Thursday, November 7, 2019

Stoicism and the Art of Happiness by Donald Robertson

A fine introductory text to applied Stoic philosophy
In the past few decades, the ancient philosophy of Stoicism has seen a resurgence in appreciation as it has been rescued from the arcanity of academic philosophy textbooks and repackaged as a self-help program, which really was its original intention all along. British-Canadian psychotherapist Donald Robertson has distinguished himself as one of the current leading writers on Stoicism. His book Stoicism and the Art of Happiness, published in 2013, is a volume in the Teach Yourself series published by Hodder & Stoughton. True to the self-educational mission of that series, this book is an instructional manual for readers with little or no knowledge of Stoic philosophy. In this well-organized text, Robertson defines and expands upon Stoic principles and guides the reader in their practical application to modern life.

Perhaps the most popular book in the recent Stoic renaissance (at least in the U.S.) has been William B. Irvine’s Guide to the Good Life: The Ancient Art of Stoic Joy. While Irvine is a professor of philosophy, Robertson writes from the perspective of a psychotherapist. He repeatedly points out that ancient Stoic philosophy was the basis for modern cognitive behavioral therapy (CBT), and in this book you will often find excerpts from Epictetus, Seneca, and Marcus Aurelius alongside quotes from the twentieth-century founders of CBT. Robertson points out, rightfully so, that Irvine’s conception of modern Stoicism is not entirely faithful to the ancient writings of the Stoic philosophers. Robertson is more of a purist who prefers to stick to the wisdom of the ancients as closely as possible. Of the two writers, however, Irvine’s text is the more accessible and more likely to make inspired converts of philosophically challenged general readers. Robertson is more methodical and systematic in his approach, perhaps because of the textbook format required by the Teach Yourself series, which sometimes renders the subject a bit dry and lifeless. Overall, however, both books are great introductions to Stoicism, and a novice couldn’t really go wrong with either one.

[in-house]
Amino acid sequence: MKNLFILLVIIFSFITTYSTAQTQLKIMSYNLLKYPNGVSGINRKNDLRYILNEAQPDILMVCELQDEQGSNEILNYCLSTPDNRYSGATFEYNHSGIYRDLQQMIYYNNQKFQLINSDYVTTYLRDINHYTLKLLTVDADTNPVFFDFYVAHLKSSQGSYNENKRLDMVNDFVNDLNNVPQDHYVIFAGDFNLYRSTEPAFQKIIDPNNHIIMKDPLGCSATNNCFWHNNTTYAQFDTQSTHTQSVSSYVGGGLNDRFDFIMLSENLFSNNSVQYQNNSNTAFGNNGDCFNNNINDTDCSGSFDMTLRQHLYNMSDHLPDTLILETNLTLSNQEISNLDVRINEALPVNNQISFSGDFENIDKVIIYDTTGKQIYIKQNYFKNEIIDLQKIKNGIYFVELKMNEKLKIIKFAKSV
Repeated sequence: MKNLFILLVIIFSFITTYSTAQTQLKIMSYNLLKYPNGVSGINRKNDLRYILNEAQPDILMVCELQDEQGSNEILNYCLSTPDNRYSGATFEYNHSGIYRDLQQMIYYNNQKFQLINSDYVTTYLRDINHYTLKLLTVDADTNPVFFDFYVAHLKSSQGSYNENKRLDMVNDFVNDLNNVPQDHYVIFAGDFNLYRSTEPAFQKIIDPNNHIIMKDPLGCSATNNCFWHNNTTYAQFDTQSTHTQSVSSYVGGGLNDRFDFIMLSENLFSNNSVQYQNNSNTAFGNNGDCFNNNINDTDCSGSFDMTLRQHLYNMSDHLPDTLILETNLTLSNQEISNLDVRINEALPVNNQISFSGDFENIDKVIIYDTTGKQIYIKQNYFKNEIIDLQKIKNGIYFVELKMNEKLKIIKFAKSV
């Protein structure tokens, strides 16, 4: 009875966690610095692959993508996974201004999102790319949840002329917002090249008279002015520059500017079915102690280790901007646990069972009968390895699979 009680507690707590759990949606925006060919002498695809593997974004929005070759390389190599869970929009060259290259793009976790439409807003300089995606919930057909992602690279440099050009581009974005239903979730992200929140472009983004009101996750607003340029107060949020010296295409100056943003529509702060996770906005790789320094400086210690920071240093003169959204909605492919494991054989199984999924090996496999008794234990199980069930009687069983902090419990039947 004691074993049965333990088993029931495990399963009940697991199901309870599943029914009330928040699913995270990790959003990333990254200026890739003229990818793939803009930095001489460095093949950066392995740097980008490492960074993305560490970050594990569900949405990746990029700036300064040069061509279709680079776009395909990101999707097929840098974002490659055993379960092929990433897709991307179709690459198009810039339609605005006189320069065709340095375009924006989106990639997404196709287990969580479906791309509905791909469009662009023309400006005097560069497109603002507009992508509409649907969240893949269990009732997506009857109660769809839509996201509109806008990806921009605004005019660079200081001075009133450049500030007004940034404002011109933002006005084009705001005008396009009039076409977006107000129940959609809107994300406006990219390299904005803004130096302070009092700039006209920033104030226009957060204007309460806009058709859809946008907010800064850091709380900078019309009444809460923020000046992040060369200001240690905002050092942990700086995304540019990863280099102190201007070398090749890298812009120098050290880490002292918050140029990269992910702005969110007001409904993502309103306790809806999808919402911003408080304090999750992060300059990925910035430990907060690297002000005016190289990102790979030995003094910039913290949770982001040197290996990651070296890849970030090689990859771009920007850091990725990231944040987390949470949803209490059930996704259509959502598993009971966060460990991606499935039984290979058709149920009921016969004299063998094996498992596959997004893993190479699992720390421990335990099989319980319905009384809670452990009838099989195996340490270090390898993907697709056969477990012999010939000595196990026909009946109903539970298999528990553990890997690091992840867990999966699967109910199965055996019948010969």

Because of its textbook format, the contents are quite repetitive. After Robertson discusses concepts in the main chapter text, those same concepts are then repeated in sidebars, instructions for exercises, and a list of points to remember at the end of each chapter. This repetition supports the book’s function as an introductory text, but it can prove tedious for those who have already put some study into Stoicism. Even for those readers already familiar with Stoicism, however, the book can serve as a useful reference and refresher course. One annoying thing about the edition I purchased is that Robertson states on a few occasions that those reading the ebook will get an extra bonus chapter dealing with the subject of death. First of all, I’m reading the ebook, and that chapter is not included. Secondly, if I were reading the print edition, I would feel ripped off.

Despite that editorial fault, this really is one of the best non-academic books on Stoicism that I’ve encountered and one well worth reading for curious beginners or well-read enthusiasts. (By “non-academic” I mean not intended solely for grad students in philosophy.) The lessons are clear, and the psychological exercises are genuinely useful. Those wishing to apply Stoic principles to their daily life will find this book a worthy practical guide.
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